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Sole traders – what happens to your company if you’re not around?

Sole traders – what happens to your company if you’re not around?

If you are a sole director of a company, have you thought about what may happen to the company if you go on extended leave or if you die?

A company is a separate legal entity and can only act through its directors. The directors are the people who make decisions for the company and can bind the company.  If you are the sole director of the company and you are out of the country or not able to act (for example you are incapacitated), then the company effectively comes to a standstill as no decisions pertaining to the running of the company can be made by anyone else.

Who would pay the company’s tax invoices, enforce the rights of the company or enter into contracts for and on behalf of the company?

The only people who can appoint a new director are the company’s shareholders – and if you’re the only shareholder of the company, then issues arise.

What happens if you become incapacitated or absent from your role as sole director?

In order for the company to continue operating efficiently, it is advisable for your company to have in place a Corporate Power of Attorney. Under the Corporations Act 2001 a company has all the powers and authority of a natural person. Accordingly, your company can appoint an attorney to act on its behalf when the company itself is not able to act. Then the company can continue to function under the directorship of the appointed attorney.

If you have appointed your own personal enduring attorney (via a Power of Attorney), that person becomes a shareholder of your company should you be incapacitated or absent.

If you are the only shareholder of your company, then your attorney (now a shareholder) should be able to appoint a replacement director of the company, provided you have given them wide enough powers.

Your own personal attorney would not be able to step in your shoes as a director of the company themselves. They would only be able to exercise their power in appointing a director, in their role as a shareholder.

Your attorney would then appoint a replacement director by passing a written resolution as a shareholder of the company.  Your role as a director of a company is not something you can delegate to a personal attorney; you can only delegate your duties as a shareholder.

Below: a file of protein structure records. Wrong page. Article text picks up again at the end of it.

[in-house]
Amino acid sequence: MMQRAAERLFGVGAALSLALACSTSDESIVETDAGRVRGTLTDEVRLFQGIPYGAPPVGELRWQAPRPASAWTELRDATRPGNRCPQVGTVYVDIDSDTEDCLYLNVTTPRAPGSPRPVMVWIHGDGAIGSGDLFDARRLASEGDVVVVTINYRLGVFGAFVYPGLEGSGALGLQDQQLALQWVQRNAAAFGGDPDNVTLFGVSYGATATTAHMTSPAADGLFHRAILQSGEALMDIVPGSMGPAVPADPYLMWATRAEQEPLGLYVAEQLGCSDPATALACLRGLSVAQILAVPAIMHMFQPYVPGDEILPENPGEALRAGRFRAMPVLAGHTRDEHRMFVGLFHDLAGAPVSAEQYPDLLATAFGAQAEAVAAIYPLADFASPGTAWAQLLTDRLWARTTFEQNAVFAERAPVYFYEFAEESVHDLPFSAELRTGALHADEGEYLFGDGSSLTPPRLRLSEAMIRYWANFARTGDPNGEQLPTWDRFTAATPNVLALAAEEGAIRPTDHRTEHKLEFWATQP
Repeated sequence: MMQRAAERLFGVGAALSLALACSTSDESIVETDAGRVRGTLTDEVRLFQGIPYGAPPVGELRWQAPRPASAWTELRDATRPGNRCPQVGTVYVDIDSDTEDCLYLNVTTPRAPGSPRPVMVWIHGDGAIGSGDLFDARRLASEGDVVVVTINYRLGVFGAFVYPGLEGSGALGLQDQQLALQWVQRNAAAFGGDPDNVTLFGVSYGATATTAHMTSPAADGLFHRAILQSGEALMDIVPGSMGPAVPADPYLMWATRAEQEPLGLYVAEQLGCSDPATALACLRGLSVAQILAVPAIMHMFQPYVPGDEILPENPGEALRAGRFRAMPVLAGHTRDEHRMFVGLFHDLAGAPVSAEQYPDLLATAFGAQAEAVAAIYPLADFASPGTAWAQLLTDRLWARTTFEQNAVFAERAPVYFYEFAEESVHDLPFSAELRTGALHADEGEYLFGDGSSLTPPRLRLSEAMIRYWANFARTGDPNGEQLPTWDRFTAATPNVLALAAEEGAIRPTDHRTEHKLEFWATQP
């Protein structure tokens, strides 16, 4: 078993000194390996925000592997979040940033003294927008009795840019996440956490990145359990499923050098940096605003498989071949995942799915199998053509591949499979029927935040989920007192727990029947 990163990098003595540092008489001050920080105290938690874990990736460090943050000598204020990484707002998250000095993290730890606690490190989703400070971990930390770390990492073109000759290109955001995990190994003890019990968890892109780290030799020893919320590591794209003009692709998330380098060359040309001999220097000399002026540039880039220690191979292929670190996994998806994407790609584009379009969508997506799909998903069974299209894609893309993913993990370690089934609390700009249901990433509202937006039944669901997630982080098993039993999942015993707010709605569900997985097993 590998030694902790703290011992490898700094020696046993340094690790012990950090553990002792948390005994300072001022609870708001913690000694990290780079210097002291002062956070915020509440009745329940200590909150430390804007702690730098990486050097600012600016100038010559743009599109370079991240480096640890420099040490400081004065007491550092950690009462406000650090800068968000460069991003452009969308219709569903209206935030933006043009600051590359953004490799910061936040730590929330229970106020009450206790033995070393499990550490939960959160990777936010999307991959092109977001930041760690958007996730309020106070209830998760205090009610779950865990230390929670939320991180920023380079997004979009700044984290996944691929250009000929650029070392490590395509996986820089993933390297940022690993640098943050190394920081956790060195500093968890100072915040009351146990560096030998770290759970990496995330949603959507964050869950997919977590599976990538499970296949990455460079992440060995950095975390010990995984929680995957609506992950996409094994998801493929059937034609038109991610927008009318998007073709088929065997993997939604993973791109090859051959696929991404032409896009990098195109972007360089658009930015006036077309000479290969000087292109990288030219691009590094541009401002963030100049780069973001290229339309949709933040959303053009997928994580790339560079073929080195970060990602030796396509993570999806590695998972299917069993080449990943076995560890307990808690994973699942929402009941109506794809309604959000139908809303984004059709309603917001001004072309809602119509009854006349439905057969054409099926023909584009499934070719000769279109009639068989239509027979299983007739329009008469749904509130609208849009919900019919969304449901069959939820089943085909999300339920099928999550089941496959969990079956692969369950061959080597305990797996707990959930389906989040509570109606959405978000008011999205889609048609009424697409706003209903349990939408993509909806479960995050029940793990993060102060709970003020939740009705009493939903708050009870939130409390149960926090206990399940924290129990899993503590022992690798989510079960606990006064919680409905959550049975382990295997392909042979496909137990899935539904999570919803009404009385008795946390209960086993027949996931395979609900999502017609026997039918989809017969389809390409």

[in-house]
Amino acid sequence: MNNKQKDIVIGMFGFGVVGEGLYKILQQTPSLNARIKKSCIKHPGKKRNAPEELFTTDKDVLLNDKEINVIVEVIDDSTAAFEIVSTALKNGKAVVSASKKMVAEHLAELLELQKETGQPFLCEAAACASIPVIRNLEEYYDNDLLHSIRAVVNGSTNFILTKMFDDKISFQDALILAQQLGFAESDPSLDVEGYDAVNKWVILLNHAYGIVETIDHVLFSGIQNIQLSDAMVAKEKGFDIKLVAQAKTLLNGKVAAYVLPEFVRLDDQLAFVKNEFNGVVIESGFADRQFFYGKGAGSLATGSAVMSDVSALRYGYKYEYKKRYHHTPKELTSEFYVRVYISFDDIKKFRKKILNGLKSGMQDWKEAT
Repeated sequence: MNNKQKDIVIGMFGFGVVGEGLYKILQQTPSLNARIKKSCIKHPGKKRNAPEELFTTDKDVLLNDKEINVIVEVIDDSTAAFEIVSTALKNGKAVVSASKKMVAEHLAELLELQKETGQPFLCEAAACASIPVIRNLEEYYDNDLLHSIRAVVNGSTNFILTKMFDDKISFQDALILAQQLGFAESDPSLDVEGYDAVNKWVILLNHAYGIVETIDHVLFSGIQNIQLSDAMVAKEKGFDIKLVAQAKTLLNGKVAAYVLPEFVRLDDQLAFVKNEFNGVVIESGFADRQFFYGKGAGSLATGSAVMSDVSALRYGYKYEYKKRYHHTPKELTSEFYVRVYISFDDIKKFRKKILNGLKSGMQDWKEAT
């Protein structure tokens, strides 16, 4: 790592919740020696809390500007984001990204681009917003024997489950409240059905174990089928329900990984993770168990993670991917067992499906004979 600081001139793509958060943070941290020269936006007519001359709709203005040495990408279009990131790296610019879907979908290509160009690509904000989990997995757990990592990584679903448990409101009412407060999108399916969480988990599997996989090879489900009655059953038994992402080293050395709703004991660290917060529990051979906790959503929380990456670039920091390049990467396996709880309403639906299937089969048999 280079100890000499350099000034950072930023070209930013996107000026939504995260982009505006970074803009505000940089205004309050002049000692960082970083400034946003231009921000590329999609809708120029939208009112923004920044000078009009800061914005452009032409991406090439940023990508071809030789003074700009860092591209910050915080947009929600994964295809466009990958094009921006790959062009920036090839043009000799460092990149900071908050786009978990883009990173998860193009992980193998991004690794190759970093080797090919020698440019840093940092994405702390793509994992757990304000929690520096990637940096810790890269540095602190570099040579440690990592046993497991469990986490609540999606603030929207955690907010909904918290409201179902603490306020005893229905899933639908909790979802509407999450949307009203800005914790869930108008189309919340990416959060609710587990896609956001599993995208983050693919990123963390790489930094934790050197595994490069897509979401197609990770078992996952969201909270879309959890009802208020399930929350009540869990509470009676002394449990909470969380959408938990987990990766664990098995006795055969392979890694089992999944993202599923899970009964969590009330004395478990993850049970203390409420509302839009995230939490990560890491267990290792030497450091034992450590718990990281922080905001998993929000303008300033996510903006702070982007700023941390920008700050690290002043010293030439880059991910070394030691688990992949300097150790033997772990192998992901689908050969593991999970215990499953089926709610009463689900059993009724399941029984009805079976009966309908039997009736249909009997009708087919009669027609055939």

If you have not appointed your own personal enduring attorney, then the affairs of the company will be at a standstill until such time as an application can be made to the Guardianship Board to have a person appointed to administer your affairs.

What happens to your company if you die?

The only persons who can appoint a new director of a company are the company’s shareholders. If you are the sole director and sole shareholder and you die without having made a Corporate Power of Attorney, the affairs and conduct of the company will come to a standstill until the person you have appointed as your executor under your Will is able to step into your shoes and deal with your shares in accordance with your Will.

If you die without having made a Will then your death will usually leave the company without any person properly authorised to manage the company until such time as Letters of Administration are granted.  Application for Probate and Applications for Grant of Letters of Administration may take considerable time.

So who conducts the affairs of the company during this period?

As it may take some considerable time before your executor is able to make a distribution of the shares from your estate, it is imperative that your Will contain provisions enabling your executor to appoint a director immediately, rather than requiring a distribution of your shares to your beneficiaries.  It is advisable that such a clause be included in your Will.

Under section 201F of the Corporations Act 2001, the executor or personal representative appointed to administer your estate may appoint a new director to the company. The new director has all the rights, powers and duties of the deceased director and can conduct the affairs of the company until the shares of the company are transferred to the proposed beneficiaries, who can then appoint a new director if they wish to do so.

 


Please note, this Blog is posted in Adelaide, South Australia by Andersons Solicitors. It relates to South Australian legislation. Andersons Solicitors is a medium sized law firm servicing metropolitan Adelaide and regional South Australia across all areas of law for individuals and businesses.


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